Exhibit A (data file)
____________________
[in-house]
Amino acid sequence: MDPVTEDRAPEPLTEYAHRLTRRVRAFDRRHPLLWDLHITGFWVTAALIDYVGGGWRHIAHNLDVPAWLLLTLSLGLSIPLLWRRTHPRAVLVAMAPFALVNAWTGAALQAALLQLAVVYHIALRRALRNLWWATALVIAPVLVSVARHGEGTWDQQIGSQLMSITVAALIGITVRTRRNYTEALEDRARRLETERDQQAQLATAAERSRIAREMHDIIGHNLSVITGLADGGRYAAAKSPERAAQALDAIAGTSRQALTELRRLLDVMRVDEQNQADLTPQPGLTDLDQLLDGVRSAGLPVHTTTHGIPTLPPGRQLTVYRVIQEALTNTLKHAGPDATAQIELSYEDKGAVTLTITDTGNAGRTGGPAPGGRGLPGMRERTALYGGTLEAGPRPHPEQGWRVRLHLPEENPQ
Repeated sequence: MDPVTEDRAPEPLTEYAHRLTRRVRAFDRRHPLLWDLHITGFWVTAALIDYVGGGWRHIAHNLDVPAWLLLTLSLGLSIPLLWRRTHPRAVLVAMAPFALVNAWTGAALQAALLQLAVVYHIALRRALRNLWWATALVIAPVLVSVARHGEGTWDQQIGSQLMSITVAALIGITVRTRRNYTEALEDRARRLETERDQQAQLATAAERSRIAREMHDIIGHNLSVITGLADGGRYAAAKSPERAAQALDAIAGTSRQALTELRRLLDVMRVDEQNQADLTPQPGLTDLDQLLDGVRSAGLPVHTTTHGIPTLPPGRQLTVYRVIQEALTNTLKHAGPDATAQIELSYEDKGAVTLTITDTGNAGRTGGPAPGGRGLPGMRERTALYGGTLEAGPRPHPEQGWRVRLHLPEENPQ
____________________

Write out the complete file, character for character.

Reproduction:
[in-house]
Amino acid sequence: MDPVTEDRAPEPLTEYAHRLTRRVRAFDRRHPLLWDLHITGFWVTAALIDYVGGGWRHIAHNLDVPAWLLLTLSLGLSIPLLWRRTHPRAVLVAMAPFALVNAWTGAALQAALLQLAVVYHIALRRALRNLWWATALVIAPVLVSVARHGEGTWDQQIGSQLMSITVAALIGITVRTRRNYTEALEDRARRLETERDQQAQLATAAERSRIAREMHDIIGHNLSVITGLADGGRYAAAKSPERAAQALDAIAGTSRQALTELRRLLDVMRVDEQNQADLTPQPGLTDLDQLLDGVRSAGLPVHTTTHGIPTLPPGRQLTVYRVIQEALTNTLKHAGPDATAQIELSYEDKGAVTLTITDTGNAGRTGGPAPGGRGLPGMRERTALYGGTLEAGPRPHPEQGWRVRLHLPEENPQ
Repeated sequence: MDPVTEDRAPEPLTEYAHRLTRRVRAFDRRHPLLWDLHITGFWVTAALIDYVGGGWRHIAHNLDVPAWLLLTLSLGLSIPLLWRRTHPRAVLVAMAPFALVNAWTGAALQAALLQLAVVYHIALRRALRNLWWATALVIAPVLVSVARHGEGTWDQQIGSQLMSITVAALIGITVRTRRNYTEALEDRARRLETERDQQAQLATAAERSRIAREMHDIIGHNLSVITGLADGGRYAAAKSPERAAQALDAIAGTSRQALTELRRLLDVMRVDEQNQADLTPQPGLTDLDQLLDGVRSAGLPVHTTTHGIPTLPPGRQLTVYRVIQEALTNTLKHAGPDATAQIELSYEDKGAVTLTITDTGNAGRTGGPAPGGRGLPGMRERTALYGGTLEAGPRPHPEQGWRVRLHLPEENPQ